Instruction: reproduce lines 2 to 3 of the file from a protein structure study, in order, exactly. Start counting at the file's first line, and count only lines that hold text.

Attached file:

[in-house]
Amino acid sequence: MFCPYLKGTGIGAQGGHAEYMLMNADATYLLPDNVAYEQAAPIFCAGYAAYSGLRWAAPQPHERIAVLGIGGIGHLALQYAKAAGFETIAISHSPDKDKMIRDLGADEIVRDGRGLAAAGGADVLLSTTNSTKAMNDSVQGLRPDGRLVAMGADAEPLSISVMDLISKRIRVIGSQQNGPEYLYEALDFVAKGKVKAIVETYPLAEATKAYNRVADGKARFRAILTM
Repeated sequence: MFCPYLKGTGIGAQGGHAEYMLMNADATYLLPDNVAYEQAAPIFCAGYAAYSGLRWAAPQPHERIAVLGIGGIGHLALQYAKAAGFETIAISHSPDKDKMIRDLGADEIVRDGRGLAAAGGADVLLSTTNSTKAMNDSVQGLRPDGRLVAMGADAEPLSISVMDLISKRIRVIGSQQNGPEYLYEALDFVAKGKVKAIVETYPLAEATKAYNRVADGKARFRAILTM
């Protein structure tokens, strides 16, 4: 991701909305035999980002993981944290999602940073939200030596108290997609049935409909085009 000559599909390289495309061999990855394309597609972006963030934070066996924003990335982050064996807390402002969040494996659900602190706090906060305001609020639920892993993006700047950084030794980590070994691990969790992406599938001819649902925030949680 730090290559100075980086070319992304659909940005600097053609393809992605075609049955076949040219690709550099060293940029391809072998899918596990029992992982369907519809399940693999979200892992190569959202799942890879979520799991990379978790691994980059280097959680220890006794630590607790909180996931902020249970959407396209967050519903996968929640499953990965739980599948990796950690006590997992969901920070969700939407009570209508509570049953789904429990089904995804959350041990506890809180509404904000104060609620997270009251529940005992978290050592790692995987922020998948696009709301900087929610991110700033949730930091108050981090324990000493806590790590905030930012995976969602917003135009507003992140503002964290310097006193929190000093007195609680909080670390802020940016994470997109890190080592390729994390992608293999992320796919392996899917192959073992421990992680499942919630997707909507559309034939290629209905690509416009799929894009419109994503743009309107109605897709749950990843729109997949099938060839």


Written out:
Amino acid sequence: MFCPYLKGTGIGAQGGHAEYMLMNADATYLLPDNVAYEQAAPIFCAGYAAYSGLRWAAPQPHERIAVLGIGGIGHLALQYAKAAGFETIAISHSPDKDKMIRDLGADEIVRDGRGLAAAGGADVLLSTTNSTKAMNDSVQGLRPDGRLVAMGADAEPLSISVMDLISKRIRVIGSQQNGPEYLYEALDFVAKGKVKAIVETYPLAEATKAYNRVADGKARFRAILTM
Repeated sequence: MFCPYLKGTGIGAQGGHAEYMLMNADATYLLPDNVAYEQAAPIFCAGYAAYSGLRWAAPQPHERIAVLGIGGIGHLALQYAKAAGFETIAISHSPDKDKMIRDLGADEIVRDGRGLAAAGGADVLLSTTNSTKAMNDSVQGLRPDGRLVAMGADAEPLSISVMDLISKRIRVIGSQQNGPEYLYEALDFVAKGKVKAIVETYPLAEATKAYNRVADGKARFRAILTM